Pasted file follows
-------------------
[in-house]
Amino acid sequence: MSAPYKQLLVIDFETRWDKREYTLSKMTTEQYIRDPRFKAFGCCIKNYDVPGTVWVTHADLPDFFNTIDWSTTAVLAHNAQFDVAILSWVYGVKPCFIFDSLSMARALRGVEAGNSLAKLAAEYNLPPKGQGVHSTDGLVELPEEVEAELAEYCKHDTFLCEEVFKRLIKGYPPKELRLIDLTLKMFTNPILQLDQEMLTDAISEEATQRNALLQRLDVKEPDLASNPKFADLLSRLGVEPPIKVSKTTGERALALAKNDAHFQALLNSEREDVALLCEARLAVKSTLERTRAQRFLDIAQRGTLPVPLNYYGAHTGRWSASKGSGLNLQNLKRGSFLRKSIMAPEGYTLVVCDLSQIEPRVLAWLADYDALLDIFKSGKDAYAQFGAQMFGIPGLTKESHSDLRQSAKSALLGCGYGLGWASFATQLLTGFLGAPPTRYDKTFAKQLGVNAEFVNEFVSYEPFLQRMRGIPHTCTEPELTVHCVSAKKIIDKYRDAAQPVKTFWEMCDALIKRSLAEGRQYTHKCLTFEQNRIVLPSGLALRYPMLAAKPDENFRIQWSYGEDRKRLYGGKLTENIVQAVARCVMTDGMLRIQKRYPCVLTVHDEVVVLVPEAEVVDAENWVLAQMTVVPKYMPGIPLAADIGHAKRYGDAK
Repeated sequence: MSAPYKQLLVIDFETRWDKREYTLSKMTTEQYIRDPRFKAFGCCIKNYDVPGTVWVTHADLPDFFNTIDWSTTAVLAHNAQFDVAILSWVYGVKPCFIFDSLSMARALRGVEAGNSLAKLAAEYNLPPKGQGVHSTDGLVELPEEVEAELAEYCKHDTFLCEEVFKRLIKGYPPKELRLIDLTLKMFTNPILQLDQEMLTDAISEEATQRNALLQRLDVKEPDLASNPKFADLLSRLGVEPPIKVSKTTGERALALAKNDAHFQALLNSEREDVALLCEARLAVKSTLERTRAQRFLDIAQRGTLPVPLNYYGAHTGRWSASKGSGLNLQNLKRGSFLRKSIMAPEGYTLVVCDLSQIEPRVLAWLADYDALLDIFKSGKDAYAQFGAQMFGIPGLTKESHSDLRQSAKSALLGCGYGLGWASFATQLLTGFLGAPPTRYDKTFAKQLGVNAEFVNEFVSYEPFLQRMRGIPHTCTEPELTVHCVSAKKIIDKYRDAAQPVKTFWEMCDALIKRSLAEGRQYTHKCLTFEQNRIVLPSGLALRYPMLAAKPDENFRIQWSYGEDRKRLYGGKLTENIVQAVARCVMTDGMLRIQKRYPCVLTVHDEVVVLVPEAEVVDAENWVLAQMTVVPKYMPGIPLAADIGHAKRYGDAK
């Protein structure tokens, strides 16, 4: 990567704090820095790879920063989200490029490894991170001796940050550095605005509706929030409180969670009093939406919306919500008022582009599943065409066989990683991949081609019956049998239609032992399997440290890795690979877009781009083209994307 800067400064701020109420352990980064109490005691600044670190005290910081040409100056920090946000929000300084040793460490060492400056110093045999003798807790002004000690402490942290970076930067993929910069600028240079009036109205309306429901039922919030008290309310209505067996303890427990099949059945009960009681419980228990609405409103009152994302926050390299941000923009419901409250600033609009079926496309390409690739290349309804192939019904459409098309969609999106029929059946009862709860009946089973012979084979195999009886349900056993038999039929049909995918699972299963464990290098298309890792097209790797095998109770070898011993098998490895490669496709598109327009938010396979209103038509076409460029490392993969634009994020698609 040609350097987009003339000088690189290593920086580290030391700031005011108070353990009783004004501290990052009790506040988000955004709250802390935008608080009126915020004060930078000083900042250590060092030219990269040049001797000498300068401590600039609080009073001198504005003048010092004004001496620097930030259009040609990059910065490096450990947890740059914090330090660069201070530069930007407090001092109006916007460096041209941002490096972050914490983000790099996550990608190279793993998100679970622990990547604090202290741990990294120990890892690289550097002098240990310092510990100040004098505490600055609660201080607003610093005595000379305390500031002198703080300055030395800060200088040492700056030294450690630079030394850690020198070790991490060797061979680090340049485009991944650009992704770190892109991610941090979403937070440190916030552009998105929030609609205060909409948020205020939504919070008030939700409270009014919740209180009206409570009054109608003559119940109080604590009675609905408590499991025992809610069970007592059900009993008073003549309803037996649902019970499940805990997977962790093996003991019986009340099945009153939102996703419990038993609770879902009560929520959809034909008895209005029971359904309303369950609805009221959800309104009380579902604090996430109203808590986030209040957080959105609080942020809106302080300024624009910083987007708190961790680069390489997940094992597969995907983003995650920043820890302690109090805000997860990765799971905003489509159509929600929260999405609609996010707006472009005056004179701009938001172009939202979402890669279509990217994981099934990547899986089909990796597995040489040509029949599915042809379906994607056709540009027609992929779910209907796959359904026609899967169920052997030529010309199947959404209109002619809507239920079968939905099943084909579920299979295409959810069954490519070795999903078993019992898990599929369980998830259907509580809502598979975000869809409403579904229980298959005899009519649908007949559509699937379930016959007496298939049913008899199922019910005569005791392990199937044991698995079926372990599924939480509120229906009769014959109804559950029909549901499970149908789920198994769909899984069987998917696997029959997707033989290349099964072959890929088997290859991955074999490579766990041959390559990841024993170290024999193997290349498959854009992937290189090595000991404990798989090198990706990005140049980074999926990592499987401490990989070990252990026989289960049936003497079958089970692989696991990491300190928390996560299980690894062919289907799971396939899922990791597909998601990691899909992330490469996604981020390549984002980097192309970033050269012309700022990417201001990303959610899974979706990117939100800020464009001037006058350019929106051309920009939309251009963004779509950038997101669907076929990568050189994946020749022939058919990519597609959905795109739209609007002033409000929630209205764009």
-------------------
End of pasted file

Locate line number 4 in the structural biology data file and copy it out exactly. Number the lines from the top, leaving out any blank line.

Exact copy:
């Protein structure tokens, strides 16, 4: 990567704090820095790879920063989200490029490894991170001796940050550095605005509706929030409180969670009093939406919306919500008022582009599943065409066989990683991949081609019956049998239609032992399997440290890795690979877009781009083209994307 800067400064701020109420352990980064109490005691600044670190005290910081040409100056920090946000929000300084040793460490060492400056110093045999003798807790002004000690402490942290970076930067993929910069600028240079009036109205309306429901039922919030008290309310209505067996303890427990099949059945009960009681419980228990609405409103009152994302926050390299941000923009419901409250600033609009079926496309390409690739290349309804192939019904459409098309969609999106029929059946009862709860009946089973012979084979195999009886349900056993038999039929049909995918699972299963464990290098298309890792097209790797095998109770070898011993098998490895490669496709598109327009938010396979209103038509076409460029490392993969634009994020698609 040609350097987009003339000088690189290593920086580290030391700031005011108070353990009783004004501290990052009790506040988000955004709250802390935008608080009126915020004060930078000083900042250590060092030219990269040049001797000498300068401590600039609080009073001198504005003048010092004004001496620097930030259009040609990059910065490096450990947890740059914090330090660069201070530069930007407090001092109006916007460096041209941002490096972050914490983000790099996550990608190279793993998100679970622990990547604090202290741990990294120990890892690289550097002098240990310092510990100040004098505490600055609660201080607003610093005595000379305390500031002198703080300055030395800060200088040492700056030294450690630079030394850690020198070790991490060797061979680090340049485009991944650009992704770190892109991610941090979403937070440190916030552009998105929030609609205060909409948020205020939504919070008030939700409270009014919740209180009206409570009054109608003559119940109080604590009675609905408590499991025992809610069970007592059900009993008073003549309803037996649902019970499940805990997977962790093996003991019986009340099945009153939102996703419990038993609770879902009560929520959809034909008895209005029971359904309303369950609805009221959800309104009380579902604090996430109203808590986030209040957080959105609080942020809106302080300024624009910083987007708190961790680069390489997940094992597969995907983003995650920043820890302690109090805000997860990765799971905003489509159509929600929260999405609609996010707006472009005056004179701009938001172009939202979402890669279509990217994981099934990547899986089909990796597995040489040509029949599915042809379906994607056709540009027609992929779910209907796959359904026609899967169920052997030529010309199947959404209109002619809507239920079968939905099943084909579920299979295409959810069954490519070795999903078993019992898990599929369980998830259907509580809502598979975000869809409403579904229980298959005899009519649908007949559509699937379930016959007496298939049913008899199922019910005569005791392990199937044991698995079926372990599924939480509120229906009769014959109804559950029909549901499970149908789920198994769909899984069987998917696997029959997707033989290349099964072959890929088997290859991955074999490579766990041959390559990841024993170290024999193997290349498959854009992937290189090595000991404990798989090198990706990005140049980074999926990592499987401490990989070990252990026989289960049936003497079958089970692989696991990491300190928390996560299980690894062919289907799971396939899922990791597909998601990691899909992330490469996604981020390549984002980097192309970033050269012309700022990417201001990303959610899974979706990117939100800020464009001037006058350019929106051309920009939309251009963004779509950038997101669907076929990568050189994946020749022939058919990519597609959905795109739209609007002033409000929630209205764009």